How Influencers Are Getting ROI From Social Media During the Pandemic

Last updated: 10-17-2020

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How Influencers Are Getting ROI From Social Media During the Pandemic

Almost every aspect of our lives has been affected in one way or another by the pandemic. Everyone is striving hard to adapt, including businesses, creative influencer marketers, and the entire economy at large. 

Considering the stay-at-home economy is a new reality, influencers have been forced to devise new and relatable content ideas that revolve around their homes and personal activities while keeping their followers engaged and entertained. Likewise, the viewership on Facebook Live and Instagram Live has doubled over the last few months. 

Most influencers have understood the current coronavirus-centered content demand of their audience and customers. Subsequently, they have had to tailor their social media marketing strategies around such content. 

This post will discuss the specific ways influencers have aligned their social media marketing strategies to the current demand of their audience, and its resulting effects on their brand. 

The current reality of masks and social distancing means the luxury and lavish lifestyle approach will not work for social media influencers. Designer bags, jewelry, and clothing will simply not pull the numbers. 

Having realized this, influencers have ditched the users’ consumption pattern strategy. People are clearly more interested in conscious consumption and not copious consumption. Everyone wants a sustainable life, and will not likely relate to the lavish version.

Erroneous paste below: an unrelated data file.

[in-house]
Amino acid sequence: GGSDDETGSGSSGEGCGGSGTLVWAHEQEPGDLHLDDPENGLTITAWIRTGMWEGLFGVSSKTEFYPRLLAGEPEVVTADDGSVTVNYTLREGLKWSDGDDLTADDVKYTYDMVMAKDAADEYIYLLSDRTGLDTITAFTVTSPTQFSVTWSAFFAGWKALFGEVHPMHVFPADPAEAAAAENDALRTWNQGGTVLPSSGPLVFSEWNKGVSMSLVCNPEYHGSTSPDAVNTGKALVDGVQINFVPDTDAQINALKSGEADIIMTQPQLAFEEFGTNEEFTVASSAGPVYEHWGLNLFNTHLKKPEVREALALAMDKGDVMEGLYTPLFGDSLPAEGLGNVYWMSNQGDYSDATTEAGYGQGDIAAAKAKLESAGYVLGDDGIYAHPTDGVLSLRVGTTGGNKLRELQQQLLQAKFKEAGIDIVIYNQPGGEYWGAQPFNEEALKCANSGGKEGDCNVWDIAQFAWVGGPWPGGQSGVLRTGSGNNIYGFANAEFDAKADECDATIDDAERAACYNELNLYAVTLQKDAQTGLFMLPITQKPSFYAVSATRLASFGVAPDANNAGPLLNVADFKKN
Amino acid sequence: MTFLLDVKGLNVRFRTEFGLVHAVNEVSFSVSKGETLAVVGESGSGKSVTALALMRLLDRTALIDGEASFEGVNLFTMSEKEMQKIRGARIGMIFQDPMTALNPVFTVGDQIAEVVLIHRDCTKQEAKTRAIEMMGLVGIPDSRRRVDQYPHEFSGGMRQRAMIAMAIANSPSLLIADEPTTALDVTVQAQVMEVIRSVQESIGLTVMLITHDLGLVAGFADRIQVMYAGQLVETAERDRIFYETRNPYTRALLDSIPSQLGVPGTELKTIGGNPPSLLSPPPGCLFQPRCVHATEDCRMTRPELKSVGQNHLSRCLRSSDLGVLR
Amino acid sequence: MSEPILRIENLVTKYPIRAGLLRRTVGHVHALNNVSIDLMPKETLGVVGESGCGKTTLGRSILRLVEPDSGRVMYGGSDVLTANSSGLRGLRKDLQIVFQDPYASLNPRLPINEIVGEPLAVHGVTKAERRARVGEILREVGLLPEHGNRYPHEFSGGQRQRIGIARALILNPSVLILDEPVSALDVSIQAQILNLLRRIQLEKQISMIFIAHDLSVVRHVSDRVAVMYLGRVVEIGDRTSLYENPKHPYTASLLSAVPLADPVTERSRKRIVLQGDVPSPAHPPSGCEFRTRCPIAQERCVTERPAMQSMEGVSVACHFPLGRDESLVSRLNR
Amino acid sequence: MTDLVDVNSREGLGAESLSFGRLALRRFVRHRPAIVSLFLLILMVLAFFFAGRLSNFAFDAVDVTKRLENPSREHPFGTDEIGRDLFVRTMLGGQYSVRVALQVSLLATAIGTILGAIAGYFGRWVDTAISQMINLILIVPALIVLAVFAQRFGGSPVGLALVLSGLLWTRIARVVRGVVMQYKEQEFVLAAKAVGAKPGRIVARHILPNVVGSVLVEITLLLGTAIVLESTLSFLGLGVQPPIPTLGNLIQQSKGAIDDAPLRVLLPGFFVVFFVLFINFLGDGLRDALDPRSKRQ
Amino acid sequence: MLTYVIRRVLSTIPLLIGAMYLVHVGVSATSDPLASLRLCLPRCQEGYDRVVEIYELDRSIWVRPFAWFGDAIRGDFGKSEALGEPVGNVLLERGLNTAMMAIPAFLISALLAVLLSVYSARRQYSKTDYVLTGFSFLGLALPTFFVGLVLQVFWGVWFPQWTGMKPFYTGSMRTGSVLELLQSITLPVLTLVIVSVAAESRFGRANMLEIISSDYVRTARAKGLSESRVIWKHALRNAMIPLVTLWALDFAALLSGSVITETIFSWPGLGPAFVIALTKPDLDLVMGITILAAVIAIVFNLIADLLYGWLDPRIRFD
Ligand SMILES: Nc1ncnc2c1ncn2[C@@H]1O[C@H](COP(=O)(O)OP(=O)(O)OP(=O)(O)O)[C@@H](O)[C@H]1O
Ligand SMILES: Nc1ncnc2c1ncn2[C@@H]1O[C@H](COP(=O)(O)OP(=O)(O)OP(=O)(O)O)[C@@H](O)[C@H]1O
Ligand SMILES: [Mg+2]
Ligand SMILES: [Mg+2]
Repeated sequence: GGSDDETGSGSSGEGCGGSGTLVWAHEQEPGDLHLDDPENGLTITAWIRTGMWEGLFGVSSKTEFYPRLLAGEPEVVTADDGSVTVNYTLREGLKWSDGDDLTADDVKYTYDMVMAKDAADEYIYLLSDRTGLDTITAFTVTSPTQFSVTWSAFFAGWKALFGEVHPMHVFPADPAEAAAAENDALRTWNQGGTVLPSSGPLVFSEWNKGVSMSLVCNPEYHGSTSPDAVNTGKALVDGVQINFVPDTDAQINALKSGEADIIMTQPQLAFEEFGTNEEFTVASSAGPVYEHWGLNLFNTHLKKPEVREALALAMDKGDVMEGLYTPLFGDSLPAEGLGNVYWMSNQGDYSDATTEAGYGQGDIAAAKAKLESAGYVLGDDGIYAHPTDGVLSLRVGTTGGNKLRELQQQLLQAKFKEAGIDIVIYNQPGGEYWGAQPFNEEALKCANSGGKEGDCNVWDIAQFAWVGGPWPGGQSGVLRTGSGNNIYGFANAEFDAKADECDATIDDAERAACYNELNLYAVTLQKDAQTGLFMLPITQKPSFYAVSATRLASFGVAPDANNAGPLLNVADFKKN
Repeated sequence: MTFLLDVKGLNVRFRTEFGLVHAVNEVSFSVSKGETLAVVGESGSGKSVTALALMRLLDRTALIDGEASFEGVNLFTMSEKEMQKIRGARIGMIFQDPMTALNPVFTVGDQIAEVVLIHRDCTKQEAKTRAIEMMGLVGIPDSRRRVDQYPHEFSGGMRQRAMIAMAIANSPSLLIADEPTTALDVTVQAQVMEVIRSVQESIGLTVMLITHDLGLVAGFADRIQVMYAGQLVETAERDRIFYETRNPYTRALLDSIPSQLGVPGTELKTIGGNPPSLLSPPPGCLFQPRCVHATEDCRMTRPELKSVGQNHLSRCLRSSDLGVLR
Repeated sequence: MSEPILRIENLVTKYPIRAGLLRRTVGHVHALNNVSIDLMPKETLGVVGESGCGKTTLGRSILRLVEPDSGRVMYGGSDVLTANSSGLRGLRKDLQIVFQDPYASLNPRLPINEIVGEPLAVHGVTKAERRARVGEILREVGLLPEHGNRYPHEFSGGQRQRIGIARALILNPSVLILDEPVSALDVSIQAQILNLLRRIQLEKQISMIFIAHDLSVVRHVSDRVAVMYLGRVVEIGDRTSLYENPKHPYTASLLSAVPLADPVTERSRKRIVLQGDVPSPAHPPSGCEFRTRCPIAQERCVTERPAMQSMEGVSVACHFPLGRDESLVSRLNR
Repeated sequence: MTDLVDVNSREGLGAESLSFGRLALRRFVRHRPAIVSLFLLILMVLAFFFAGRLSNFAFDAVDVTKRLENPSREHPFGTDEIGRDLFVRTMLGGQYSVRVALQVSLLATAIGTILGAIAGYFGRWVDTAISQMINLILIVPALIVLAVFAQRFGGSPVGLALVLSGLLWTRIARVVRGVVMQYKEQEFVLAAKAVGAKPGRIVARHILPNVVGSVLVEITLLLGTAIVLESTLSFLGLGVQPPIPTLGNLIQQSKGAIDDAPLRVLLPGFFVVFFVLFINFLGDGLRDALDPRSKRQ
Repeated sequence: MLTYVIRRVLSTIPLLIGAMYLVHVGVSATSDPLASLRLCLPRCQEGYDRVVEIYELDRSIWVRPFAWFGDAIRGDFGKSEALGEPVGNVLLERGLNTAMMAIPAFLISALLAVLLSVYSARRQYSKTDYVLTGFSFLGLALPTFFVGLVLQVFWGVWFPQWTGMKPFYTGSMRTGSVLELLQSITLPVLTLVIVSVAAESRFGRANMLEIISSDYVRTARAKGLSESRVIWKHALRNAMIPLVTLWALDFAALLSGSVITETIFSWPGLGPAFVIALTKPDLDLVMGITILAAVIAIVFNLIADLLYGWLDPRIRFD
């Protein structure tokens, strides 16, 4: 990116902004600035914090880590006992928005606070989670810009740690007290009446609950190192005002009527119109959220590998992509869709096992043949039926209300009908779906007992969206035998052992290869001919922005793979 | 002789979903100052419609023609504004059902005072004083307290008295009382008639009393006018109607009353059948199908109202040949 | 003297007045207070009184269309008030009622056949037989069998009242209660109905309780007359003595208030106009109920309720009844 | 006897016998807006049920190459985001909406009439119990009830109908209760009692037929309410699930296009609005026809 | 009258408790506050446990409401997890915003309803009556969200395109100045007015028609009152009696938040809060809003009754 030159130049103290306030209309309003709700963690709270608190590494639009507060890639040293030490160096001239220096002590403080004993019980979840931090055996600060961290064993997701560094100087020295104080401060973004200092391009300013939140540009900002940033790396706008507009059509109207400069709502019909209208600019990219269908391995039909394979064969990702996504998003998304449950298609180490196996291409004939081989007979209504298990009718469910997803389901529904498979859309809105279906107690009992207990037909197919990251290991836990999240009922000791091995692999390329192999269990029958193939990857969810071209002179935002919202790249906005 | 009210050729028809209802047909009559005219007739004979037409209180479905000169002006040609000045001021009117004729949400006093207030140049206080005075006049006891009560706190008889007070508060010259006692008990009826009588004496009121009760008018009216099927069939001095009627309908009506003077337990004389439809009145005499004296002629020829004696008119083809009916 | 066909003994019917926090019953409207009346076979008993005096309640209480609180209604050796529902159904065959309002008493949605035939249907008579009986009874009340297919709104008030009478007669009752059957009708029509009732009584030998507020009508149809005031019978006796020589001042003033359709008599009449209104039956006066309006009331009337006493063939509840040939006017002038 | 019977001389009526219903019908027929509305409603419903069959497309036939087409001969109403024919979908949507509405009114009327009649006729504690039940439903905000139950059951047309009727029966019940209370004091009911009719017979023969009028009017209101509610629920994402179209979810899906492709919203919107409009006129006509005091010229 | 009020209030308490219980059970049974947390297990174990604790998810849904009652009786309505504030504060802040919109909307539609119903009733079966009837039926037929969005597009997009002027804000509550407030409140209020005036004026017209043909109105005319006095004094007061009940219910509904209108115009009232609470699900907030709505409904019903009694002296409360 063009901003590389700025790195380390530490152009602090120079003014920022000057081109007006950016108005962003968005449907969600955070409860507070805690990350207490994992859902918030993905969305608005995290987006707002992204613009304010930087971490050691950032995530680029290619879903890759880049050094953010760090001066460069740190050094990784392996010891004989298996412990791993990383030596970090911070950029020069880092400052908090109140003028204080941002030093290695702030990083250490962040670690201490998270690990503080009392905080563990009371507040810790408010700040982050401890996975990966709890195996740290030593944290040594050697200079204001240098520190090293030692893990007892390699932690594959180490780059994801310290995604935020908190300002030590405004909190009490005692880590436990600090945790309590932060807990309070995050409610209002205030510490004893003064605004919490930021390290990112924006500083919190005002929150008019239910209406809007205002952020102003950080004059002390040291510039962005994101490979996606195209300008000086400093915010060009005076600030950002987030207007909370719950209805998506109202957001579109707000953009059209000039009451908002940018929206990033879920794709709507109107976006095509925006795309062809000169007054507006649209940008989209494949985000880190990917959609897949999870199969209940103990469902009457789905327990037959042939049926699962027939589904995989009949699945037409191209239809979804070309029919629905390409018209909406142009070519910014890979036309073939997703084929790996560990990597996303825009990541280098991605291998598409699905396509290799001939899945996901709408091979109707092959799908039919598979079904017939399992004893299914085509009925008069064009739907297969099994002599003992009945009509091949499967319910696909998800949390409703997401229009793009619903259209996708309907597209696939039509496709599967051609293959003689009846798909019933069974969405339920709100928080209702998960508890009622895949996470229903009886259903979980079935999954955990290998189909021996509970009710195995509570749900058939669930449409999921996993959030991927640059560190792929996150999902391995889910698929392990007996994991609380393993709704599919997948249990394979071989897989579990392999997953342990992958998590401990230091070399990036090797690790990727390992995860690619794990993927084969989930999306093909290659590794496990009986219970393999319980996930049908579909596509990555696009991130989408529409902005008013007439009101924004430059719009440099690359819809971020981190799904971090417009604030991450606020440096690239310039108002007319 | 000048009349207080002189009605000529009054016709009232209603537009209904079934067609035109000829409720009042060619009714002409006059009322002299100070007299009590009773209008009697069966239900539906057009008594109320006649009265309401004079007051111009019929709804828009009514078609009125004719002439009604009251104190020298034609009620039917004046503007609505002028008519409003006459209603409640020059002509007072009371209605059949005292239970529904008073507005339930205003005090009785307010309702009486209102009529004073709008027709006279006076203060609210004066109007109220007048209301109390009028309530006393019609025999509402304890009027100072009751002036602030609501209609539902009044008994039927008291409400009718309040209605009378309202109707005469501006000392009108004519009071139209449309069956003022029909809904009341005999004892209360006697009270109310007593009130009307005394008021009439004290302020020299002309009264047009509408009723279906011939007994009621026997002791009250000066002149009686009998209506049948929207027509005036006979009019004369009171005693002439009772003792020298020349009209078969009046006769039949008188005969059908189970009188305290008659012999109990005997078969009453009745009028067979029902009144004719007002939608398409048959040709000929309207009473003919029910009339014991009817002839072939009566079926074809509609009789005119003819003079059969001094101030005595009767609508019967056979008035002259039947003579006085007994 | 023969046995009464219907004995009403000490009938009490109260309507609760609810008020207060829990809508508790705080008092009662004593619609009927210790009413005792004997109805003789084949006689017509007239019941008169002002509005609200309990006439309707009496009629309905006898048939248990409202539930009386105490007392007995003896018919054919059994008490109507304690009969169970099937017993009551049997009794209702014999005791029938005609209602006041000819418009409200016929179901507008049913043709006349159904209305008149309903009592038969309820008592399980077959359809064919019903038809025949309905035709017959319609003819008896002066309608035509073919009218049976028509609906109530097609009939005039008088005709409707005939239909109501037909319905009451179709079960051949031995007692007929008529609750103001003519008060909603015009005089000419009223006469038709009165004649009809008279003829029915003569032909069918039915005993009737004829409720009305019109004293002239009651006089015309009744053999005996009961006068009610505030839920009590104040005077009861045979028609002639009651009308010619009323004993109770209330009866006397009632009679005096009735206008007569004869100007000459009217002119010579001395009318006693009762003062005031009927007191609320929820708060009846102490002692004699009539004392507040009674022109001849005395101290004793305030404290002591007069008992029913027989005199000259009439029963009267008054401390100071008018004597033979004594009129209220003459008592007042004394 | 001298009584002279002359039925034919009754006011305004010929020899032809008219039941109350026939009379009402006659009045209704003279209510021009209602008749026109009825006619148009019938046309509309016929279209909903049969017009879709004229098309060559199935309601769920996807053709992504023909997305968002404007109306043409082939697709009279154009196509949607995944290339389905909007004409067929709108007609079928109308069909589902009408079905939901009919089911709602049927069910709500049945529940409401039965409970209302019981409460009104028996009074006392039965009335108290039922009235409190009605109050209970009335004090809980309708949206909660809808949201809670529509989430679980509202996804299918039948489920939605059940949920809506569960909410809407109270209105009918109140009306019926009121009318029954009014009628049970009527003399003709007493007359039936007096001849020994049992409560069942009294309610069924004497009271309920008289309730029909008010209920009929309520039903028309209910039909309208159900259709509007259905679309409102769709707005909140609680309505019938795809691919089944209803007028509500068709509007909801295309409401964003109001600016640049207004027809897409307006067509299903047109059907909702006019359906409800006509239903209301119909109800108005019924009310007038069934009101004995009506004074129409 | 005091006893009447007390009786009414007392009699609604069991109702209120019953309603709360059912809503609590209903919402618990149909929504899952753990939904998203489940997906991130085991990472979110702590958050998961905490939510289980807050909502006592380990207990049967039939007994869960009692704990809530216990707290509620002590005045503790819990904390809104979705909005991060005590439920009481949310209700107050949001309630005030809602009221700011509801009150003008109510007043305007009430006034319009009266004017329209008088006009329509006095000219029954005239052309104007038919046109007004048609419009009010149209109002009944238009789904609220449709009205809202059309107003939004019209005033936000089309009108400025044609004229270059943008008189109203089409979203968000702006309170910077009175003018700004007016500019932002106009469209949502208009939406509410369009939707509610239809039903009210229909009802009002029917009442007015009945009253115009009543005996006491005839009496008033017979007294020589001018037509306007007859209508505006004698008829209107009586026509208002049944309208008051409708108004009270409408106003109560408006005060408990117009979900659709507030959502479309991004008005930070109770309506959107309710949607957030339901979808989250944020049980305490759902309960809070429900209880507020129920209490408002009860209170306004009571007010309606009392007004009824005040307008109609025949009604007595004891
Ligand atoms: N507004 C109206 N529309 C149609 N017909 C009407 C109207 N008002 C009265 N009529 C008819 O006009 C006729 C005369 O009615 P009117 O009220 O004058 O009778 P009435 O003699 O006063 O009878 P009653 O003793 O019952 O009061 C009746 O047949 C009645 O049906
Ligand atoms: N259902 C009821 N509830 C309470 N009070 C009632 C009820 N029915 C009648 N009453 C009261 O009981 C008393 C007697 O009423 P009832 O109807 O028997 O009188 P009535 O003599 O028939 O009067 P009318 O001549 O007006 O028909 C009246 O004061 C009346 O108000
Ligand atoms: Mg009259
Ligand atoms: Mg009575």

So, most top influencers stopped putting up posts on expensive clothing and accessories. It is expedient to keep the audience engaged without disregarding sensibilities.   

For instance, Nastia Liukin explained that she adopted a fine-tuned social media strategy since the start of the pandemic. The Russian-American former gymnast, with over a million followers on her feed, went from putting out the usual fashion photos and gymnastic shoots to more relatable content that reflects the current realities.   

Influencers built their coronavirus and lockdown content such that it was engaging, fun, and connecting content for their audience. It was either bringing us closer to their everyday life in the form of house chores and quality time with family, or keeping us updated about the latest happenings around. 

According to eMarketer, the pandemic clearly affected influencer marketing, especially in aspects like partnerships, content creation, spending, and platform engagements.  

From the graph above, the UK and US consumers’ interests for May 2020 revolved around entertainment and things that kept them going with their everyday lives despite the lockdown. 

Birdies, a slipper company, was about to launch an influencer-focused advertising campaign just before the lockdown. The campaign’s theme centers on how the slippers could be worn for both indoor and outdoor purposes. But with the lockdown activated, it meant we are all stuck indoors. So, the theme was fine-tuned to reflect this. 

“We immediately changed it to an indoor slipper message, saying, ‘Take time, take care, feel dressed up, feel your best, you’re staying inside for a while,’” she said. 

So, the campaign was redirected to hammer on the possibilities of changing out of pajamas to look cool while still indoors due to the pandemic.